For chronic obstructive pulmonary disease (COPD) Hartlepool still has 9 areas in the bottom fifth, but also has 2 areas with a rate below 100, that is below the England standard rate. The area in the west of the town has a rate that is only two thirds of the England rate. The headland area again has the highest rate in Hartlepool, and is more than four times the size of the lowest Hartlepool rate.
For stroke, Hartlepool has 5 areas in the bottom fifth, which is the lowest of the admission reasons examined. There are also 5 areas with rates below the England standard rate. Like all of the other admission reasons the Headland area of the town has the highest rate. The highest rates are in two separate clusters with one centred around the Rossmere area of the town and the other on the Headland area. For the first time there is some level of localised variation in the rates, which show areas of greatest concern within the town.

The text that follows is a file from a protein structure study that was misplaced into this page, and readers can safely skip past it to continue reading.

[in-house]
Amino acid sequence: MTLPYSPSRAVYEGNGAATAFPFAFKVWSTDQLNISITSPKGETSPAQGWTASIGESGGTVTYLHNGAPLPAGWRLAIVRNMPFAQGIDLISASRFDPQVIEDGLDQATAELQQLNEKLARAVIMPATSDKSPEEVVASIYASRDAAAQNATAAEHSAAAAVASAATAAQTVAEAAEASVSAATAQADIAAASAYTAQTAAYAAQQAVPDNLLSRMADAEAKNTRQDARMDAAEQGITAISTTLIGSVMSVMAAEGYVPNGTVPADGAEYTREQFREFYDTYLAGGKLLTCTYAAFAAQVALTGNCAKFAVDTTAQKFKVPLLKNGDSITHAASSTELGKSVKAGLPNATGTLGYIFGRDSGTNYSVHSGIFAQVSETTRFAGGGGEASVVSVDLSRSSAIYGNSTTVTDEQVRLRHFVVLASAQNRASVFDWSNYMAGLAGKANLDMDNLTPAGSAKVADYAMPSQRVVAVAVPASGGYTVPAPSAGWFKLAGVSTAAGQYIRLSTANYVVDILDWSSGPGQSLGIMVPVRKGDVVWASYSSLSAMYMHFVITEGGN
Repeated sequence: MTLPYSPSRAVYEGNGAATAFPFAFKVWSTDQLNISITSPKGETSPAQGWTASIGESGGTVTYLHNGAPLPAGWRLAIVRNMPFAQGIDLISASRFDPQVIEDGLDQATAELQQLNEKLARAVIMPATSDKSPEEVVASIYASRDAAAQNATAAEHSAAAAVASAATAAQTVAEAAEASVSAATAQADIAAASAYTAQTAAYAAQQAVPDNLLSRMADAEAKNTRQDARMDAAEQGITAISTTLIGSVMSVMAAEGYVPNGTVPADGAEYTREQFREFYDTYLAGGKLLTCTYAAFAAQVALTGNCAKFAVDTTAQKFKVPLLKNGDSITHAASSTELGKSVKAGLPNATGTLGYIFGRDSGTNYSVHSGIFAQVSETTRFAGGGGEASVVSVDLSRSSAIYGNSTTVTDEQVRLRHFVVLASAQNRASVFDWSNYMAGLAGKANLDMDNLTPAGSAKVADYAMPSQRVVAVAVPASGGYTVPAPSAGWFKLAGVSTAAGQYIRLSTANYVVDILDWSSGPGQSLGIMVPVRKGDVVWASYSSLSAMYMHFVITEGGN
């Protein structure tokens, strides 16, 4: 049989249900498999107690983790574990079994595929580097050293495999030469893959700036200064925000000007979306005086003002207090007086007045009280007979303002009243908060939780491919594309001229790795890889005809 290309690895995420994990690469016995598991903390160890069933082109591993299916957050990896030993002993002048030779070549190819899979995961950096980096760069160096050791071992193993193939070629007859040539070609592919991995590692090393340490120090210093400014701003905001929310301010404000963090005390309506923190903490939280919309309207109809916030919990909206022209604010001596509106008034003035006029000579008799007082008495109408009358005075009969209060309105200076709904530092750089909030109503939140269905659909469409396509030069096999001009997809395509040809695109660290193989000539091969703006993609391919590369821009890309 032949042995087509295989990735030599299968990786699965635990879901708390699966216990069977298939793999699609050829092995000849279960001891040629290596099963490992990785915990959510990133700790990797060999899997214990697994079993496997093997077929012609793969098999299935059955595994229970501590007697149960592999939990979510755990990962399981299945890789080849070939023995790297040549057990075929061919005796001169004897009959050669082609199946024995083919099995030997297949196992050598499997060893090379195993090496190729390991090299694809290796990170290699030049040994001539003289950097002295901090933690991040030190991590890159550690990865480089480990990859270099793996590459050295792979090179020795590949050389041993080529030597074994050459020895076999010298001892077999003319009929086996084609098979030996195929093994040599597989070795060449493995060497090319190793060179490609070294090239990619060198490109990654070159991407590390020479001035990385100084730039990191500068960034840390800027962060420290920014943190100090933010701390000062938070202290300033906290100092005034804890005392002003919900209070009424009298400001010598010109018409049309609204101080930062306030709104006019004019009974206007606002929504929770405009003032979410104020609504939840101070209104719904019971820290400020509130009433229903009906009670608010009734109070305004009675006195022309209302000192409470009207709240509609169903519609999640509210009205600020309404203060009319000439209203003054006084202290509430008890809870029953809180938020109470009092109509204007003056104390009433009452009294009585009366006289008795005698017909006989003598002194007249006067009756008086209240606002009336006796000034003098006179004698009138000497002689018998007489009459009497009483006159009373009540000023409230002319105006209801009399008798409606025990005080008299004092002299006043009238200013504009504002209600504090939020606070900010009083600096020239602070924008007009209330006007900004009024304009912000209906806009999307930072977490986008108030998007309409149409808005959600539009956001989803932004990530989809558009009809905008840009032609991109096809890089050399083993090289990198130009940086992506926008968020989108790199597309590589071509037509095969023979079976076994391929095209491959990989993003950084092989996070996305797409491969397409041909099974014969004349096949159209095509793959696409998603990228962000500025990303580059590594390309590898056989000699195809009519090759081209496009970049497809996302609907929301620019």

Emergency Hospital Admissions
The delivery of integrated urgent care services ensures that the service user is treated in the right place at the right time by the most appropriate health professional. The service is:
- One integrated urgent care service (IUCS) model delivered across two agreed urgent care locations which includes University Hospital Hartlepool.
- GP led urgent care service provision 24 hours a day, 7 days a week, 365 days a year that incorporates services traditionally referred to as:
- GP Out of Hours (OOH) services to include clinical assessment, face to face consultation, home visiting and prison visiting services
- Appropriate primary care urgent walk-in provision